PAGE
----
But that is not to say that we can't argue that the current consensus has been improperly generated. And historians, especially historians in the field of Jesus study, do make assertions out of proportions to the evidence or simply cite the consensus without checking about how that consensus was actually generated.

Richard Carrier makes this argument in his book 'Proving History.' That book doesn't attempt to argue the historicity/mythicism debate, it merely lays the groundwork for demonstrating how the consensus is logically fallacious and not based on a sound historical methodology.

+1

Said much better than I could have put it.

Overall though, I do think that this reinforces my earlier point about the inherent problems of ascribing historicity to any religious or mythological text (the Bible is only the most egregious instance of this). The narratives all tend to be contradictory, for one. Another thing, why do we even need to assume that the Bible actually describes historic events? Nobody thinks the Greek or Roman mythologies have any historicity whatsoever, so what makes the Bible special in this regard?
« Last Edit: August 25, 2017, 08:31:14 AM by Trevino »

Offline Serephino

Re: Religion and the Declaration of Morality
« Reply #51 on: August 25, 2017, 09:58:25 AM »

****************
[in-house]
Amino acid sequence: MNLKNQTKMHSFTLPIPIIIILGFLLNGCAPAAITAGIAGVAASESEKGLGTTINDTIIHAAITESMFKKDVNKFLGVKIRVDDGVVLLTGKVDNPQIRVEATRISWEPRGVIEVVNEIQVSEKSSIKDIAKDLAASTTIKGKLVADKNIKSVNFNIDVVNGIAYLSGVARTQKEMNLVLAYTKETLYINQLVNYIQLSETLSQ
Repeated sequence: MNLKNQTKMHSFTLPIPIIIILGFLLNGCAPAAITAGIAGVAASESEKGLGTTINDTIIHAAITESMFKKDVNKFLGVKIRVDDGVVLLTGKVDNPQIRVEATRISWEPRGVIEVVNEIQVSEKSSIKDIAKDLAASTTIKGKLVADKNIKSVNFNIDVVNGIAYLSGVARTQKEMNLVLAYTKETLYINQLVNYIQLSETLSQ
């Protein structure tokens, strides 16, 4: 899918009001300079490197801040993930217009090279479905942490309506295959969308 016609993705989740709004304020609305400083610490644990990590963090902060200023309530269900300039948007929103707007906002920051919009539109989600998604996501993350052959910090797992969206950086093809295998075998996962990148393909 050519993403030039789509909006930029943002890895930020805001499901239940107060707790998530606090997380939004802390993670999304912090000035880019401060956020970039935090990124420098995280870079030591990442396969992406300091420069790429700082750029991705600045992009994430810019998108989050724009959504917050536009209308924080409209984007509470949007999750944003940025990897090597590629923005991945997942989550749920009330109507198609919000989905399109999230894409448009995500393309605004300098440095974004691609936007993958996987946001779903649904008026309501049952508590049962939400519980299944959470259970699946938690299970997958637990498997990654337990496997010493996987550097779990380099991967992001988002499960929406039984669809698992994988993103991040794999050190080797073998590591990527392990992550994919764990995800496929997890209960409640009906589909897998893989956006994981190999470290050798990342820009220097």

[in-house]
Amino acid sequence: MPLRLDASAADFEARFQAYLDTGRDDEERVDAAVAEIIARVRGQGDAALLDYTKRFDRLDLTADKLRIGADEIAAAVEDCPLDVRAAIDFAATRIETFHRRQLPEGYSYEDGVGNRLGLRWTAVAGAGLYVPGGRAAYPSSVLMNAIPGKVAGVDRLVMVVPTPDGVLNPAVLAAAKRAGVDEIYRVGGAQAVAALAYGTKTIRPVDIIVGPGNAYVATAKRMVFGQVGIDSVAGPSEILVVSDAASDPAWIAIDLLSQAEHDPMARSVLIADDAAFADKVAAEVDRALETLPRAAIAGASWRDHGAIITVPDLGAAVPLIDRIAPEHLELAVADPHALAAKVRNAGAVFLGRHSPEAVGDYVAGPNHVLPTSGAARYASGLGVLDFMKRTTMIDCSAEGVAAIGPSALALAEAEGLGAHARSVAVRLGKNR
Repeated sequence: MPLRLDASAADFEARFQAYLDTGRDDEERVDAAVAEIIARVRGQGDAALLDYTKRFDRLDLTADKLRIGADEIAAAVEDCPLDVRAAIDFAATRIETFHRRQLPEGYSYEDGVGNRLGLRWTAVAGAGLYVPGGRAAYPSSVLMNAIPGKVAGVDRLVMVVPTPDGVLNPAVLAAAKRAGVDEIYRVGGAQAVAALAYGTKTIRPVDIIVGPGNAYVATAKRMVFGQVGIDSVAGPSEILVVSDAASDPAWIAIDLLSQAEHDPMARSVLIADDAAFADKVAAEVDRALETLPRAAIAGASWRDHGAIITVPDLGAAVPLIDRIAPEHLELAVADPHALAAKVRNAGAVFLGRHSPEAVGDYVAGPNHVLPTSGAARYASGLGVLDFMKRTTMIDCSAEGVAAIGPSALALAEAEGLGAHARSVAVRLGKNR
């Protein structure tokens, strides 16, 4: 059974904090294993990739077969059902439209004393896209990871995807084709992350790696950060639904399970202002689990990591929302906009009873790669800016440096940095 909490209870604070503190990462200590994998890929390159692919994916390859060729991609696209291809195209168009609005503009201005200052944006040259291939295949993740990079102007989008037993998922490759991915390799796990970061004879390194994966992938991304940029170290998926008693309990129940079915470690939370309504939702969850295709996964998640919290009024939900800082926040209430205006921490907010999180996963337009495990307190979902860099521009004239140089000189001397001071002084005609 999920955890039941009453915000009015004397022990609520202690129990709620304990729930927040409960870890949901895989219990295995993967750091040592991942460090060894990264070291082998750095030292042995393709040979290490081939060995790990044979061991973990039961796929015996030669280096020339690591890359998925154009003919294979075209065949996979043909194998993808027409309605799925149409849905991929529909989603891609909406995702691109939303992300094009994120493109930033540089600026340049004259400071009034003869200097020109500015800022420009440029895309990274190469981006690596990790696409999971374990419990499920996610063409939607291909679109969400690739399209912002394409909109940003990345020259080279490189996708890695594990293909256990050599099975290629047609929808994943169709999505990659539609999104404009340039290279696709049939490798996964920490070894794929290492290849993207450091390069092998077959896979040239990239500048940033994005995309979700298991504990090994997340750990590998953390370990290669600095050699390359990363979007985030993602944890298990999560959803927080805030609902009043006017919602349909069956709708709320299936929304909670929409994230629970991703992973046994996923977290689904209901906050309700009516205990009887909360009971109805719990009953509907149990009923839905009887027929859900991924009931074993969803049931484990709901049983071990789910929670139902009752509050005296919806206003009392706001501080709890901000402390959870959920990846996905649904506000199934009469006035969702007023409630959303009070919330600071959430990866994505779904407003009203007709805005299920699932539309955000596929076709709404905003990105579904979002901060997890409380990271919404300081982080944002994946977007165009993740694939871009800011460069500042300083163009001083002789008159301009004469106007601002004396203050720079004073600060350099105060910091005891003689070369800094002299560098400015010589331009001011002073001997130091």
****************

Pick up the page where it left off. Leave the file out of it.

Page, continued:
The way I've perceived things is this; many times when a person holds a strong belief and say it is rooted in their faith, they are talking out of their ass.  The truth of the matter is the belief is theirs, but they cherry pick from their faith to justify it.  Because if they can convince themselves that God is on their side, well, then who is anyone to challenge them?  You can see it all in history.  If I remember correctly, Pope Urban II started the crusades, because, well, God.  And then everyone went along with him, because, well, God.  Before the Age of Enlightenment if you claimed your orders came from God all argument stopped, and it seems very religious people want that to still be true.  It's very annoying and frustrating.

Offline Trevino

Re: Religion and the Declaration of Morality
« Reply #52 on: August 25, 2017, 12:32:00 PM »
The way I've perceived things is this; many times when a person holds a strong belief and say it is rooted in their faith, they are talking out of their ass.  The truth of the matter is the belief is theirs, but they cherry pick from their faith to justify it.  Because if they can convince themselves that God is on their side, well, then who is anyone to challenge them?  You can see it all in history.  If I remember correctly, Pope Urban II started the crusades, because, well, God.  And then everyone went along with him, because, well, God.  Before the Age of Enlightenment if you claimed your orders came from God all argument stopped, and it seems very religious people want that to still be true.  It's very annoying and frustrating.